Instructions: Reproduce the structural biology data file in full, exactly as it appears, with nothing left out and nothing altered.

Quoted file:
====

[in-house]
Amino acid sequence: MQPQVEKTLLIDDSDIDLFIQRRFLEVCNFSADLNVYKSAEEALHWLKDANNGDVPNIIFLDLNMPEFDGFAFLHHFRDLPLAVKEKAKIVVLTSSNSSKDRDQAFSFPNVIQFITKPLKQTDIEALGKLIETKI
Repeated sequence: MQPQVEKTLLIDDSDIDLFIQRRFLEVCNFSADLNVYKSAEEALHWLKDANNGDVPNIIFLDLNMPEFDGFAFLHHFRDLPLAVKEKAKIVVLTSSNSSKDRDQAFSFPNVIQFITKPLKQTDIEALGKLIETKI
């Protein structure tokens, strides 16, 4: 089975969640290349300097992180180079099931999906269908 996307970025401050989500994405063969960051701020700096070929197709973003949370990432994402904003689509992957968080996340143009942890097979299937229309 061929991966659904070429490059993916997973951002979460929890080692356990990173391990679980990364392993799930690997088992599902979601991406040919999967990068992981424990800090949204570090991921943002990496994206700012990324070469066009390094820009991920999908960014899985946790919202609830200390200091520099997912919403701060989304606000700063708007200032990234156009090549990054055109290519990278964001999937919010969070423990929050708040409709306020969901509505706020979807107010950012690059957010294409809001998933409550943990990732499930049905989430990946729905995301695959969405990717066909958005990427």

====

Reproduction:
[in-house]
Amino acid sequence: MQPQVEKTLLIDDSDIDLFIQRRFLEVCNFSADLNVYKSAEEALHWLKDANNGDVPNIIFLDLNMPEFDGFAFLHHFRDLPLAVKEKAKIVVLTSSNSSKDRDQAFSFPNVIQFITKPLKQTDIEALGKLIETKI
Repeated sequence: MQPQVEKTLLIDDSDIDLFIQRRFLEVCNFSADLNVYKSAEEALHWLKDANNGDVPNIIFLDLNMPEFDGFAFLHHFRDLPLAVKEKAKIVVLTSSNSSKDRDQAFSFPNVIQFITKPLKQTDIEALGKLIETKI
């Protein structure tokens, strides 16, 4: 089975969640290349300097992180180079099931999906269908 996307970025401050989500994405063969960051701020700096070929197709973003949370990432994402904003689509992957968080996340143009942890097979299937229309 061929991966659904070429490059993916997973951002979460929890080692356990990173391990679980990364392993799930690997088992599902979601991406040919999967990068992981424990800090949204570090991921943002990496994206700012990324070469066009390094820009991920999908960014899985946790919202609830200390200091520099997912919403701060989304606000700063708007200032990234156009090549990054055109290519990278964001999937919010969070423990929050708040409709306020969901509505706020979807107010950012690059957010294409809001998933409550943990990732499930049905989430990946729905995301695959969405990717066909958005990427």